Florence, being a small city can very well be covered on foot without much of an effort and that’s a main reason why lots of walking tours operate in the city. The first stop in our trial, on the second day, was Mercato Centrale, which is a good location to pick up some local produce or a Gelato and numerous shops selling leather products are there around the market. Basilica di San Lorenzo is en route to Cathedral of Santa Maria del Fiore on foot and the walk is really charming all throughout culminating with the charming sight of Brunelleschi’s Dome, a UNESCO world heritage site constructed in the 13th century. From there we walked to Palazzo Vecchio at PIazza della Signoria, which was one of a kind among the palaces of Tuscany, made of solid rusticated stonework. A replica of the famous David of Micheangelo is also kept outside the 13th century palace. Ponte Vecchio, the bridge over river Arno, famous for the shops built along it, is just across the corner. We returned from there via Mercato del Porque, to our apartment post having a Tuscan dinner!! Its possible to complete a circuit of must-see locations of Florence with one night stay, if you can travel light and do not intend to enter any Museums or Galleries. However, its highly advisable not to miss out this small but adorable city, if Rome and Venice is in your itinerary, as its midway between both.
Getting Around in Florence:
Florence is around 1.5 hours from Rome and around 2 hours from Venice by train. Being a small city, Florence has only buses and cabs for intra-city transport. However, if you get an accommodation near to the main train station Firenze Santa Maria Novella, all the attractions are very much within walk-able distance. Half day trip to Pisa to see the Leaning Tower would cost less than 20€ per person on train from FSMN station. Bus tickets from Pisa Central Train Station to the leaning tower is 1€ one way and you will have to buy the tickets from the shops in the train station itself.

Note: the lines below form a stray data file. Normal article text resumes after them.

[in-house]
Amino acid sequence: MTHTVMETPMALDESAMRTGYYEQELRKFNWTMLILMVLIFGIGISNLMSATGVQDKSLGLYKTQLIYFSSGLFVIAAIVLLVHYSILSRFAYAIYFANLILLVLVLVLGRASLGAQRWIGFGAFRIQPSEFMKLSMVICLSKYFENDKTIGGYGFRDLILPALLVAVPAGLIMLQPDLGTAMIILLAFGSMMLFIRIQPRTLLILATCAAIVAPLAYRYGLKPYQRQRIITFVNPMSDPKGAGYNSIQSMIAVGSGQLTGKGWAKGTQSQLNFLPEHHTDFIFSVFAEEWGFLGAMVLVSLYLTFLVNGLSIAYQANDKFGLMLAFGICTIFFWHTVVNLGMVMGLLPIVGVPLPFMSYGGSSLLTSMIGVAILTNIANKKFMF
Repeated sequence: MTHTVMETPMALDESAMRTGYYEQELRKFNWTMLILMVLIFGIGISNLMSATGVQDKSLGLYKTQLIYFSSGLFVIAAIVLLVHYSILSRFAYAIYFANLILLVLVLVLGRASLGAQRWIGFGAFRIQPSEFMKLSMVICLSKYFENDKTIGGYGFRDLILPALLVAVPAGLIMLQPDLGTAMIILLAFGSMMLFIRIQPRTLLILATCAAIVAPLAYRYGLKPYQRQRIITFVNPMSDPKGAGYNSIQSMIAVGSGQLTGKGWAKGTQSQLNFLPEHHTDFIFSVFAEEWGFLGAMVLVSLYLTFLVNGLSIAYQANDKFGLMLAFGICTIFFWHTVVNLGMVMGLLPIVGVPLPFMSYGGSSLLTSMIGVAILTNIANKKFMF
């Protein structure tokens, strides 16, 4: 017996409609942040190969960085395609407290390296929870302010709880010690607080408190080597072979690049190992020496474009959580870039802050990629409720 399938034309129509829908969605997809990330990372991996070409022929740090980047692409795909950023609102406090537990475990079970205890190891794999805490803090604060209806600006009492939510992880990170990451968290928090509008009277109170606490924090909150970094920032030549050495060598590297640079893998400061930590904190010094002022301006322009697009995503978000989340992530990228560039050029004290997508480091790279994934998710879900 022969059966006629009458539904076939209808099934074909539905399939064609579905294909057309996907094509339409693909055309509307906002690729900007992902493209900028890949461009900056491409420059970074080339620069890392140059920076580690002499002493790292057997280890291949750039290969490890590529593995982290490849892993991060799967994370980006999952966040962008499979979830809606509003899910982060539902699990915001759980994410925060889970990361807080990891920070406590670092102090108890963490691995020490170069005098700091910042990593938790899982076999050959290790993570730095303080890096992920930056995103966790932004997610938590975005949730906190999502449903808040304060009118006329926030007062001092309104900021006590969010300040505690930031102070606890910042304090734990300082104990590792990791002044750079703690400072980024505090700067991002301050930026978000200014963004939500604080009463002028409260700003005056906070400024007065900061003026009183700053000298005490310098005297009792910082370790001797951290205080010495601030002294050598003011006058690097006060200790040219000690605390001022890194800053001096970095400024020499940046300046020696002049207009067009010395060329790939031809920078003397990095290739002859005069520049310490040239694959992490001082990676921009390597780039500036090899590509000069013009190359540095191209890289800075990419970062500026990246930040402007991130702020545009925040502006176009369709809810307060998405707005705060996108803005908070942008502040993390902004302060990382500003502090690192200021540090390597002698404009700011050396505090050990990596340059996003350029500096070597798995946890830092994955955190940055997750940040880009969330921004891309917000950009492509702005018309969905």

A two day itinerary for florence:
Day 1 : Reach Florence and check in at the accommodation by lunch. Plan half day trip to Pisa in the afternoon and visit the Leaning Tower of Pisa and the Cathedral.
Day 2 : Mercato Centrale – Basilica San Lorenzo -Cathedral of Santa Maria del Fiore, Brunelleschi’s Cupola – Basilica of Santa Croce – Ponte Vechio – Palazzo Vechio – Mercat del Porque
We arrived at the Floating City, Venice, from Florence, and as usual headed straight away to our AirBnB apartment, which was literally situated on the Bridge of Rialto. Venice is the capital of Veneto region in north eastern Italy and is a cluster of over 100 islands and canals, the largest being known as the Grand Canal. Rialto Bridge is one of the most famous tourist locations and earliest developed areas of Venice and Mercato Rialto (Rialto Market) is situated north west of the bridge, alongside the Grand Canal. The visit to Venice is never complete without munching a few fresh and juicy fruits sold at the market. There is also a Traghetto from the market, that takes you to the other side of the Canal. A Traghetto is nothing but a poor man’s Gondola that’s only used for the purpose of crossing the Canal and it costs only 2€ a trip per person, as compared to 80€ for 30 mins of Gondola rides. However, Gondolas can seat a group upto 6 people and remains the hot favorite among tourists.